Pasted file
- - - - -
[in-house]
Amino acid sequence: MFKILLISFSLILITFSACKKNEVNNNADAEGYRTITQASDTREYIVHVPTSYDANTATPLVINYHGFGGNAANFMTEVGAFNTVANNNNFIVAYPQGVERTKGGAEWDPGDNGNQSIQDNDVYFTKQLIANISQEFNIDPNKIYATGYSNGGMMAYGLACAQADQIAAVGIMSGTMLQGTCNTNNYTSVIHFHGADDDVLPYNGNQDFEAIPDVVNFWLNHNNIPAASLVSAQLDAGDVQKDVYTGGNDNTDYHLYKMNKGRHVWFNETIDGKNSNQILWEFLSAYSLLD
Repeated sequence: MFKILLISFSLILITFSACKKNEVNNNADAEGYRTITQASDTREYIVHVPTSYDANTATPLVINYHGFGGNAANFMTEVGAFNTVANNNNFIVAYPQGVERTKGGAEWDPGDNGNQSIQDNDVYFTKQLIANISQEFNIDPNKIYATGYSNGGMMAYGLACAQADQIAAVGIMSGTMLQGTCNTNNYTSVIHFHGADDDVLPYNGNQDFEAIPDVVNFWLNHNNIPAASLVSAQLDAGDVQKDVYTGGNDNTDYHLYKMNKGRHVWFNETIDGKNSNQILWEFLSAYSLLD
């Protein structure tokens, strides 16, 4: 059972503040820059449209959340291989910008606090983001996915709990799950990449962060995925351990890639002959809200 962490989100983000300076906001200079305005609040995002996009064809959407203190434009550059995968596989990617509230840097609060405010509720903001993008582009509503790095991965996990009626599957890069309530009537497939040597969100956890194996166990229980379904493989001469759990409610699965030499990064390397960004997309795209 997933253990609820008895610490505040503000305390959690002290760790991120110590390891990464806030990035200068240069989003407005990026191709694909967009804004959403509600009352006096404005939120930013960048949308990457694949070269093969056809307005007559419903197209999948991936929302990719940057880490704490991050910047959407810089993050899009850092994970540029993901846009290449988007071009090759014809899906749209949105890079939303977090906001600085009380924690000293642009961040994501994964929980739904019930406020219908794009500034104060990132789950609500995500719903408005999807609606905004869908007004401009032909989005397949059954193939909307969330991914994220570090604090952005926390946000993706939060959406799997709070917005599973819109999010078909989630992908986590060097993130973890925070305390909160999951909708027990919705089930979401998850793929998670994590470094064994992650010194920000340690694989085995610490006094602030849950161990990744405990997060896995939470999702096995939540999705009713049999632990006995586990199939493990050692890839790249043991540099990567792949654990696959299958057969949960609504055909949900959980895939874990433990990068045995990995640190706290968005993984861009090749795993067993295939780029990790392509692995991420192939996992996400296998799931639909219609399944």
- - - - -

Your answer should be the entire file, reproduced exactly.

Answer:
[in-house]
Amino acid sequence: MFKILLISFSLILITFSACKKNEVNNNADAEGYRTITQASDTREYIVHVPTSYDANTATPLVINYHGFGGNAANFMTEVGAFNTVANNNNFIVAYPQGVERTKGGAEWDPGDNGNQSIQDNDVYFTKQLIANISQEFNIDPNKIYATGYSNGGMMAYGLACAQADQIAAVGIMSGTMLQGTCNTNNYTSVIHFHGADDDVLPYNGNQDFEAIPDVVNFWLNHNNIPAASLVSAQLDAGDVQKDVYTGGNDNTDYHLYKMNKGRHVWFNETIDGKNSNQILWEFLSAYSLLD
Repeated sequence: MFKILLISFSLILITFSACKKNEVNNNADAEGYRTITQASDTREYIVHVPTSYDANTATPLVINYHGFGGNAANFMTEVGAFNTVANNNNFIVAYPQGVERTKGGAEWDPGDNGNQSIQDNDVYFTKQLIANISQEFNIDPNKIYATGYSNGGMMAYGLACAQADQIAAVGIMSGTMLQGTCNTNNYTSVIHFHGADDDVLPYNGNQDFEAIPDVVNFWLNHNNIPAASLVSAQLDAGDVQKDVYTGGNDNTDYHLYKMNKGRHVWFNETIDGKNSNQILWEFLSAYSLLD
């Protein structure tokens, strides 16, 4: 059972503040820059449209959340291989910008606090983001996915709990799950990449962060995925351990890639002959809200 962490989100983000300076906001200079305005609040995002996009064809959407203190434009550059995968596989990617509230840097609060405010509720903001993008582009509503790095991965996990009626599957890069309530009537497939040597969100956890194996166990229980379904493989001469759990409610699965030499990064390397960004997309795209 997933253990609820008895610490505040503000305390959690002290760790991120110590390891990464806030990035200068240069989003407005990026191709694909967009804004959403509600009352006096404005939120930013960048949308990457694949070269093969056809307005007559419903197209999948991936929302990719940057880490704490991050910047959407810089993050899009850092994970540029993901846009290449988007071009090759014809899906749209949105890079939303977090906001600085009380924690000293642009961040994501994964929980739904019930406020219908794009500034104060990132789950609500995500719903408005999807609606905004869908007004401009032909989005397949059954193939909307969330991914994220570090604090952005926390946000993706939060959406799997709070917005599973819109999010078909989630992908986590060097993130973890925070305390909160999951909708027990919705089930979401998850793929998670994590470094064994992650010194920000340690694989085995610490006094602030849950161990990744405990997060896995939470999702096995939540999705009713049999632990006995586990199939493990050692890839790249043991540099990567792949654990696959299958057969949960609504055909949900959980895939874990433990990068045995990995640190706290968005993984861009090749795993067993295939780029990790392509692995991420192939996992996400296998799931639909219609399944």